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Originally posted by Fett Pinkus
I do believe he served his time , 19 years can be very long seeing as he was supposedly 21 years old at the time so hes missed a great deal in his life i think, appart from that they didnt want to hand him over to the us because of him having the chance to get the death penalty.
Hamadi was paroled just two days before a German hostage was released in Iraq. The German government says there's no connection between the two cases.
According to a Reuters news report, there is speculation that the release of the Hezbollah extremist may be connected to last weekend's freeing of a German woman taken hostage in Iraq three weeks ago.
Originally posted by Fett Pinkus
hi Seekerof , In germany the term life sentence is used differently to that in the Us ,if they want to keep the inmate longer then he gets what is called sicherheits verwahrung after serving his term (meaning he is kept in jail for as long as the authorities deem fit ),when somebody gets the life sentence they do take alook after 15 years to see if he may elegable for parole
As for me being new that isnt true as ive more been lurking in the background for quit sometime doing heaps of reading but thanks anway
Originally posted by Agent47
He stood trial in a different country for charges that encompassed the hijacking not just the murder by itself. This man murdered an American servicemen which is far different from some murderer serving 10-20 for knocking off a rival drug dealer or some nonsense. He kililed a man serving in the Navy and deserves to answer for his crimes.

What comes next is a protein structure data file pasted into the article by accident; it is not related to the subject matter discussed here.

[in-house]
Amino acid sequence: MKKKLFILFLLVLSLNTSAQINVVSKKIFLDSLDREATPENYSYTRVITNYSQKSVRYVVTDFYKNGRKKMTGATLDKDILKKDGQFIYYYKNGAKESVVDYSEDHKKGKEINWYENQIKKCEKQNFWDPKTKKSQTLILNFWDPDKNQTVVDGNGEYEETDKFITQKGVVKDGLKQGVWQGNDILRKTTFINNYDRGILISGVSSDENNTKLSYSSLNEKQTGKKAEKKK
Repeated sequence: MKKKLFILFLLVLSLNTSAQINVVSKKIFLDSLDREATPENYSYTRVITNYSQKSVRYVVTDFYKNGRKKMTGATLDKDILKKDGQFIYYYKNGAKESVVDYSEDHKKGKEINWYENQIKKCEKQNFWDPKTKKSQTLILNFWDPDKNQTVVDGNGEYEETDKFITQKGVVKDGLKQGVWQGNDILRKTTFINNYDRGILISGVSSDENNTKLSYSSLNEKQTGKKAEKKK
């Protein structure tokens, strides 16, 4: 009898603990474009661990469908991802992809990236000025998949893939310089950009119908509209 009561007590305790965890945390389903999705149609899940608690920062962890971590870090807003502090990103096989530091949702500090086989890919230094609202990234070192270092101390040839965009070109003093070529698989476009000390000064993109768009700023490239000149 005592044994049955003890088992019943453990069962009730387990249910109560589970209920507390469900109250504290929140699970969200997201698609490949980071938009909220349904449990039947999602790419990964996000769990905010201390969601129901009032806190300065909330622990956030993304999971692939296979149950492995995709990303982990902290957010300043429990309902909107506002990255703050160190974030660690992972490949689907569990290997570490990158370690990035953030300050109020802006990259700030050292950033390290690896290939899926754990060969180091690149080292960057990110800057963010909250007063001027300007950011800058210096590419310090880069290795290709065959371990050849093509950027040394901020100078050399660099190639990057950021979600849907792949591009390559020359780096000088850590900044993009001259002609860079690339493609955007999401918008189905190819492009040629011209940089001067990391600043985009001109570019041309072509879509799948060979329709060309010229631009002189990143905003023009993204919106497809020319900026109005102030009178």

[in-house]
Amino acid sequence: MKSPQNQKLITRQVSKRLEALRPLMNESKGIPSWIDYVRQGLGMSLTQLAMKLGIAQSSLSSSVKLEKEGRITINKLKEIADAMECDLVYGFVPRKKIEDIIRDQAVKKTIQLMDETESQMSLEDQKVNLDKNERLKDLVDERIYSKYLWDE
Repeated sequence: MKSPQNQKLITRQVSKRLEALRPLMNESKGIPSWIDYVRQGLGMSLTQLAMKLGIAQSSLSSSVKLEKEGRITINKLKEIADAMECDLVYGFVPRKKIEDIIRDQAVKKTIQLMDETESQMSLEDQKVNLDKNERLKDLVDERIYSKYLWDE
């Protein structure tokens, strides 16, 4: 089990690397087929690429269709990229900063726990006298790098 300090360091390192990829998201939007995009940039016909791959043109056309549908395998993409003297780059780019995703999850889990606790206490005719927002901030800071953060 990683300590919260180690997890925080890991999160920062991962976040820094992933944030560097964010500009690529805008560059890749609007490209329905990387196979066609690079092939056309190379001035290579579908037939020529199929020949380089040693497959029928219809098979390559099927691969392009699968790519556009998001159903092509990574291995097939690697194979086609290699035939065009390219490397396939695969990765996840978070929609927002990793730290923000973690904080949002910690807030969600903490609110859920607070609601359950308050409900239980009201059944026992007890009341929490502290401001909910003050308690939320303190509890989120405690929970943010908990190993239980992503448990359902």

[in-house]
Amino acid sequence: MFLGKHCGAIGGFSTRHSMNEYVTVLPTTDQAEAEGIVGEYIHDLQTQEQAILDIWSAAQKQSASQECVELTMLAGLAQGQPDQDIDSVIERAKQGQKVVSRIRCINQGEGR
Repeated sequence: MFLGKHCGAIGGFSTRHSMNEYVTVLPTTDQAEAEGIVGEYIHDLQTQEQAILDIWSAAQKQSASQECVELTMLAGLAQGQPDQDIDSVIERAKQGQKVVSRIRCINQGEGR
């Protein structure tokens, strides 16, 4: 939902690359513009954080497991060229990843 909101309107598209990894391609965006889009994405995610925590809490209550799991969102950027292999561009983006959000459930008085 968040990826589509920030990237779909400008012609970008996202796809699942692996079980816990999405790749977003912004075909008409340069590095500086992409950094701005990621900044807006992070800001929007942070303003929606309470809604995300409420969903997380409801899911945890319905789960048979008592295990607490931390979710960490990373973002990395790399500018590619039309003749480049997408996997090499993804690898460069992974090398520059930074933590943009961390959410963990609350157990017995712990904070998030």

Originally posted by Riwka
It is rumoured that Germany traded the freedom of Hezbollah terrorist Mohammad Ali Hamadi, who tortured and murdered U.S. Navy Diver Robert Dean Stethem, for Mrs. Susanne Osthoff.
Within three days of Hamadi's release, Susanne Osthoff, a German citizen kidnapped in Iraq, was released.
(see this thread TERRORISM: First german citizen kidnapped in Iraq)
...Hammadi habe nach Absitzen von 19 Jahren Haft einfach die regulären Mittel benutzt, um freizukommen. Aus der Haftanstalt und von einem Gutachter hätten Einschätzungen vorgelegen, dass er nicht mehr gefährlich sei, sagte seine Anwältin. Folglich entschied das Landgericht Kleve am 30. November 2005, dass er aus der Haft entlassen werden und sofort in den Libanon ausreisen solle. ...
Washington Times: Navy diver's killer held in Beirut
The Lebanese killer of a U.S. Navy diver was in custody in Beirut yesterday, according to U.S. officials who decried his release from a German prison last week and pledged to bring him to the United States for trial.
The United States, which has been seeking Hamadi's extradition since his 1987 capture in Frankfurt, privately expressed anger at his early release, but officials said they were determined to "get our hands on him."
"We are going to make every effort to see that he stands trial here in the United States," said State Department spokesman Sean McCormack. "We are disappointed now that he has been released before the end of his full sentence."
Mr. Hamadi was put on trial in Frankfurt in 1989, found guilty of Mr. Stethem's murder, and sentenced to the maximum under the law of what was then West Germany, life in prison with the possibility of parole after 15 years.
His release on Thursday came only a few days before a German archaeologist, Susanne Osthoff, was freed by a group that took her hostage in Iraq three weeks ago.
When he was arrested while in transit at the Frankfurt airport, Mr. Hamadi was found to be carrying three bottles of a chemical explosive in his luggage.
The Lebanese killer of a U.S. Navy diver was in custody in Beirut yesterday